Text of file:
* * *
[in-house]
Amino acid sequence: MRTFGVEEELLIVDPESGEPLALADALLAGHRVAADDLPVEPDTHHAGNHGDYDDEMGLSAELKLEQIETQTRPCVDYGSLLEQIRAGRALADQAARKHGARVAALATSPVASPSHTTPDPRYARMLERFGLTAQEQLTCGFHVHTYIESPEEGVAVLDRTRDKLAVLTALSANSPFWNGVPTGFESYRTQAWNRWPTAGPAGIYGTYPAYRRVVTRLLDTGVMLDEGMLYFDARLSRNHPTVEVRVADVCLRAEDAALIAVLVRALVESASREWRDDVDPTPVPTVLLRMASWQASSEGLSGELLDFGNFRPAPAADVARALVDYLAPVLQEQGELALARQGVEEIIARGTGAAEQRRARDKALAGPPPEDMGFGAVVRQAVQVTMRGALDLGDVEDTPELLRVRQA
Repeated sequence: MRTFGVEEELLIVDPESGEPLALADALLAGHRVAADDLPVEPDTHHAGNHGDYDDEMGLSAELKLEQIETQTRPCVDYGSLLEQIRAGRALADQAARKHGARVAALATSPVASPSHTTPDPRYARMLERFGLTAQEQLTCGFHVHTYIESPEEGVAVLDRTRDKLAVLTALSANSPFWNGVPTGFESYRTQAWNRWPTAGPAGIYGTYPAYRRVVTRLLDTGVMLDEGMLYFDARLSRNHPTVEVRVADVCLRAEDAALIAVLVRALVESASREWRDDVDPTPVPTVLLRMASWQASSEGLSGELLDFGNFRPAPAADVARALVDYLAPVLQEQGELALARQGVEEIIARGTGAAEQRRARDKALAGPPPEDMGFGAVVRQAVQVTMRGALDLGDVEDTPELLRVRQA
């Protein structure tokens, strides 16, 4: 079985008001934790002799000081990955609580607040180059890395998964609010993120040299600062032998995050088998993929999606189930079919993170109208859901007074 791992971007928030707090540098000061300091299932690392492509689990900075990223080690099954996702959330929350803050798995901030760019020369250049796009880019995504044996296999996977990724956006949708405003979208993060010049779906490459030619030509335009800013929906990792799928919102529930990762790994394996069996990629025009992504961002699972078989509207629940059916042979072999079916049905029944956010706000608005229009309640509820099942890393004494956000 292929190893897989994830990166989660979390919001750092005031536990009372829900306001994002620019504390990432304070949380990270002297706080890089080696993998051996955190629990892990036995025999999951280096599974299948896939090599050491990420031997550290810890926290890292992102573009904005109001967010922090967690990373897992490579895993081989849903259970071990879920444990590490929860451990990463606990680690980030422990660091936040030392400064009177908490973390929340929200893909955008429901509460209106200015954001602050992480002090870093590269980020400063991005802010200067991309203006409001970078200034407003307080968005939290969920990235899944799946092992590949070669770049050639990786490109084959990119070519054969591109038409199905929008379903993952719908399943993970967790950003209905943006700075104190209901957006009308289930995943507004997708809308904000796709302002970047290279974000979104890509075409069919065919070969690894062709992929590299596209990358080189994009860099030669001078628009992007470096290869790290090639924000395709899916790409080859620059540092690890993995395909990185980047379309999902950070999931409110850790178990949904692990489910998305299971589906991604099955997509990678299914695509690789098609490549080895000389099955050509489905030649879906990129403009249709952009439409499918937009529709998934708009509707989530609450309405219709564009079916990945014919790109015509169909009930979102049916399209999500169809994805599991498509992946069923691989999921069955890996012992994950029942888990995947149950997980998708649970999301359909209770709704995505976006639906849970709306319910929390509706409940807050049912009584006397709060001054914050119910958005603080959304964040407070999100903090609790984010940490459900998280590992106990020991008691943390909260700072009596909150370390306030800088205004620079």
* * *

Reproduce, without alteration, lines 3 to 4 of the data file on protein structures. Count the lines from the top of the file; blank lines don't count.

Repeated sequence: MRTFGVEEELLIVDPESGEPLALADALLAGHRVAADDLPVEPDTHHAGNHGDYDDEMGLSAELKLEQIETQTRPCVDYGSLLEQIRAGRALADQAARKHGARVAALATSPVASPSHTTPDPRYARMLERFGLTAQEQLTCGFHVHTYIESPEEGVAVLDRTRDKLAVLTALSANSPFWNGVPTGFESYRTQAWNRWPTAGPAGIYGTYPAYRRVVTRLLDTGVMLDEGMLYFDARLSRNHPTVEVRVADVCLRAEDAALIAVLVRALVESASREWRDDVDPTPVPTVLLRMASWQASSEGLSGELLDFGNFRPAPAADVARALVDYLAPVLQEQGELALARQGVEEIIARGTGAAEQRRARDKALAGPPPEDMGFGAVVRQAVQVTMRGALDLGDVEDTPELLRVRQA
């Protein structure tokens, strides 16, 4: 079985008001934790002799000081990955609580607040180059890395998964609010993120040299600062032998995050088998993929999606189930079919993170109208859901007074 791992971007928030707090540098000061300091299932690392492509689990900075990223080690099954996702959330929350803050798995901030760019020369250049796009880019995504044996296999996977990724956006949708405003979208993060010049779906490459030619030509335009800013929906990792799928919102529930990762790994394996069996990629025009992504961002699972078989509207629940059916042979072999079916049905029944956010706000608005229009309640509820099942890393004494956000 292929190893897989994830990166989660979390919001750092005031536990009372829900306001994002620019504390990432304070949380990270002297706080890089080696993998051996955190629990892990036995025999999951280096599974299948896939090599050491990420031997550290810890926290890292992102573009904005109001967010922090967690990373897992490579895993081989849903259970071990879920444990590490929860451990990463606990680690980030422990660091936040030392400064009177908490973390929340929200893909955008429901509460209106200015954001602050992480002090870093590269980020400063991005802010200067991309203006409001970078200034407003307080968005939290969920990235899944799946092992590949070669770049050639990786490109084959990119070519054969591109038409199905929008379903993952719908399943993970967790950003209905943006700075104190209901957006009308289930995943507004997708809308904000796709302002970047290279974000979104890509075409069919065919070969690894062709992929590299596209990358080189994009860099030669001078628009992007470096290869790290090639924000395709899916790409080859620059540092690890993995395909990185980047379309999902950070999931409110850790178990949904692990489910998305299971589906991604099955997509990678299914695509690789098609490549080895000389099955050509489905030649879906990129403009249709952009439409499918937009529709998934708009509707989530609450309405219709564009079916990945014919790109015509169909009930979102049916399209999500169809994805599991498509992946069923691989999921069955890996012992994950029942888990995947149950997980998708649970999301359909209770709704995505976006639906849970709306319910929390509706409940807050049912009584006397709060001054914050119910958005603080959304964040407070999100903090609790984010940490459900998280590992106990020991008691943390909260700072009596909150370390306030800088205004620079």